THURSDAY. JUNE 5. 2008
ahr Daily (Ear Mr cl
115 years of
STATE & NATIONAL
► The Daily Tar Heel
reports any inaccurate infor
mation published as soon as
the error is discovered.
► Corrections for front
page errors will be printed
on the front page. Any other
incorrect information will be
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versions of our stories.
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P.O. Box 3257, Chapel Hill, NC 27515
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Stumbling down the road less traveled
FROM STAFF AND WIRE REPORTS
Almost 30 Vermont teens who broke into Robert Frosts former summer
home for a parts will be forced to attend classes about Frost’s poetry’ as
part of their punishment. Call it poetic justice.
. Fifty people attended the parts; which turned destructive after a chair
was broken and throsvn into a fireplace. When the dust settled, more than SIO,OOO
in damage had been caused to the home.
“1 guess I was thinking that if these teens had a better understanding of who
Robert Frost was. and his contribution to our society, that they would be more
respectful of other people’s property in the future and would also learn something
from the experience," Addison Counts - States Attorney John Quinn said.
NOTED. Proving once and for all that clothes
make the man. scientists in Washington. D.C..
have proven that coloring birds' wings with
black magic markers ups their appeal to females
in the wild.
This increase in mating leads to increased tes
tosterone. which then leads to weight loss and an
increase in self-confidence. In many cases the
changes occurred in less than one week.
Several volunteer groups and
Durham Stormwater Sen/ices will
speak about water quality prob
lems in Triangle waterways as part
of the “State of Our Waterways"
presentation. For more information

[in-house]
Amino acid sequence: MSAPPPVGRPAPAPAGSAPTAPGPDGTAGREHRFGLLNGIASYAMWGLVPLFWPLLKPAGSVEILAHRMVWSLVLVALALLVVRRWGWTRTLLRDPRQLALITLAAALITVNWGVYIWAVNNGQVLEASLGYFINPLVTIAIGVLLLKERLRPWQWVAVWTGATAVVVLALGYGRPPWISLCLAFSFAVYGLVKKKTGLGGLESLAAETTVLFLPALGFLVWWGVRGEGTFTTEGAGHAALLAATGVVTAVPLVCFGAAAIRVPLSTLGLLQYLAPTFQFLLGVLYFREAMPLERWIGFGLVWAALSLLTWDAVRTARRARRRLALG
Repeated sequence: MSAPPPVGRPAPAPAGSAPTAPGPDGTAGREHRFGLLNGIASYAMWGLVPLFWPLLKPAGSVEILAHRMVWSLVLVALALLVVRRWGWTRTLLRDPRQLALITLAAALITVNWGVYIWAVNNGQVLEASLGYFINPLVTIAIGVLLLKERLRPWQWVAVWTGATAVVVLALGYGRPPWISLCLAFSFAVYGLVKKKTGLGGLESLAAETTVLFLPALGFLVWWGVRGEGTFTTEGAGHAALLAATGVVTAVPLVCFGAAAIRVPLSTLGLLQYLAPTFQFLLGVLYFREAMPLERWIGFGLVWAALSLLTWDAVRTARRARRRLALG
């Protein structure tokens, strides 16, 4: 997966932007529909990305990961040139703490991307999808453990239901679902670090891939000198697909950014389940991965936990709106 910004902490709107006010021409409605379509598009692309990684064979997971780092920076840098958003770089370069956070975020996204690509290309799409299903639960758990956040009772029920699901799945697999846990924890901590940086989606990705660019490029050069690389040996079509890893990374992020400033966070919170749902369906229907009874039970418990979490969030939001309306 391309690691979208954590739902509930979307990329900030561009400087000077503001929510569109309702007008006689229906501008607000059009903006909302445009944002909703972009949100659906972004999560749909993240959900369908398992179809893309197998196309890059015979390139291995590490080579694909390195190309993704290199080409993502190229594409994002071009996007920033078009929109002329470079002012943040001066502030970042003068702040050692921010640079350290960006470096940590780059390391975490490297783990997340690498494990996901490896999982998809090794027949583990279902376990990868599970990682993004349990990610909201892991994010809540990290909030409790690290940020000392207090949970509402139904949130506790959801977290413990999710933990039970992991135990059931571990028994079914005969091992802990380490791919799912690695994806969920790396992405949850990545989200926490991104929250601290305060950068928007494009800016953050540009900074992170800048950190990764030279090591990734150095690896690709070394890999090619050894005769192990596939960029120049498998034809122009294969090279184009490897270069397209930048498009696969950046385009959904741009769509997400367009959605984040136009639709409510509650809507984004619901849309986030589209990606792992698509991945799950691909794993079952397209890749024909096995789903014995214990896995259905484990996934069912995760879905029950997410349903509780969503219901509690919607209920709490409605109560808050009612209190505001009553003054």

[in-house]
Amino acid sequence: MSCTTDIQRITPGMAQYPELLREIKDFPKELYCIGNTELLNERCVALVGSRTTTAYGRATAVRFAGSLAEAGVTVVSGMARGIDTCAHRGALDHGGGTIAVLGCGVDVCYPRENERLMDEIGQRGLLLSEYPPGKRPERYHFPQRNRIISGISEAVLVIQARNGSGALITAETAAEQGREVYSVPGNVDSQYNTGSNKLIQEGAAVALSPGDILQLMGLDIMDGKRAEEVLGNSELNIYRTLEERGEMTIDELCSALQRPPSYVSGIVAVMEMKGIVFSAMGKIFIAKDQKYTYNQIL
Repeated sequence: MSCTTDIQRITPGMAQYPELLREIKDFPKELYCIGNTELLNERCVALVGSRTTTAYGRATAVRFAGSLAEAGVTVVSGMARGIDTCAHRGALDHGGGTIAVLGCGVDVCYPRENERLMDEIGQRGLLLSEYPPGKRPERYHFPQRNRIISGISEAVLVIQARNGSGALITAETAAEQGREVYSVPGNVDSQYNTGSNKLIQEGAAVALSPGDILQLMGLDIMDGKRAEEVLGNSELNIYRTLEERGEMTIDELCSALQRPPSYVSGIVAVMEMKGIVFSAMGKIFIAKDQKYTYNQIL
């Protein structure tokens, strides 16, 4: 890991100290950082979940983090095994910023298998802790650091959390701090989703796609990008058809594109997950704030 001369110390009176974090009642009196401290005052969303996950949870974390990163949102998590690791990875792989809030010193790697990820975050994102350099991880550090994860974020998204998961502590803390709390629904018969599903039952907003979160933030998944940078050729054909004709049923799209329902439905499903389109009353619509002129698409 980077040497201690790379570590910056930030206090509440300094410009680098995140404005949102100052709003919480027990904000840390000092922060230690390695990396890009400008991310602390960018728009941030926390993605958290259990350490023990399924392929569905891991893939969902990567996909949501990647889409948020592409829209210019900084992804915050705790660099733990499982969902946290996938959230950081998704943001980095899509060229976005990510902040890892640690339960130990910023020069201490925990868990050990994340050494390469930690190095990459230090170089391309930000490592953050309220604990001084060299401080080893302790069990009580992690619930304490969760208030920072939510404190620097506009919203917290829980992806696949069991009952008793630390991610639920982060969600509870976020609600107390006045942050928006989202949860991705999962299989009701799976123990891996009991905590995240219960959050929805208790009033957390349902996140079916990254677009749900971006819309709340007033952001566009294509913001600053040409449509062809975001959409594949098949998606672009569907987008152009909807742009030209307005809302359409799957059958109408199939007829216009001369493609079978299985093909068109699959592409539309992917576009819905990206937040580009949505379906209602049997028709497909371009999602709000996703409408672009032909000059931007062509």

Time: 7 p.m.
Location: Durham Department of
Solid Waste Building, 1833 Camden
Stand-up night DSI Comedy
Theater is presenting six to eight
stand-up comics every Thursday to
entertain the audience with short
sets. Tickets are SlO for the public
and S8 for students.
Time 8 p.m.
a.: r-.r r f| ... (] 1 rnf| |
Wine tasting: A Southern Season is
holding a wine tasting featuring five
of June's bestselling wines. There is a
cost of SlO per person. Call 929-7133
for more information.
Time 5 p.m.
QUOTED. “She was vers neat and clean."
Hiroki Itakura. Tokyo police officer, upon
the discovery of a homeless woman who had
been living in the closet of a Tokyo home with
out being detected. .
According to MSNBC, the woman brought a
mattress into the closet and even took showers
when the homeowners were away. Missing food
prompted the homeow-ners to call police.
Location: A Southern Season,
Youth fishing rodeo: Children
ages 3to 15 are invited to a fish
ing rodeo by Orange County's three
parks and recreation departments
and the 4-H Club. Some fishing
poles, bait and equipment will be
provided, and there will be a free
hotdog lunch. Call 245-2660 for
Time: 9 a.m. to 12:30 p.m.
Location: Strayhom's Pond on New
Hope Church Road
Concert . The Arts Center is holding
a Pieta Brown concert. In her bare
bones Bohemian upbringing in lowa,
Pieta was exposed to folk music
through her father, two-time Grammy
are Sl7 for the public and SI 5 for
members. Call 929-2787 for more
Time: 8:30 p.m.
Location: The Arts Center, 300-G E.
Main St., Carrboro
Jazz brunch: Enjoy jazz, Celtic, blues,
percussion and more music while
enjoying hot coffee and fresh baked
goods at Weaver Street Market in
Time: 11 a.m.
Location: Weaver Street Market,
Family program: The N.C. Botanical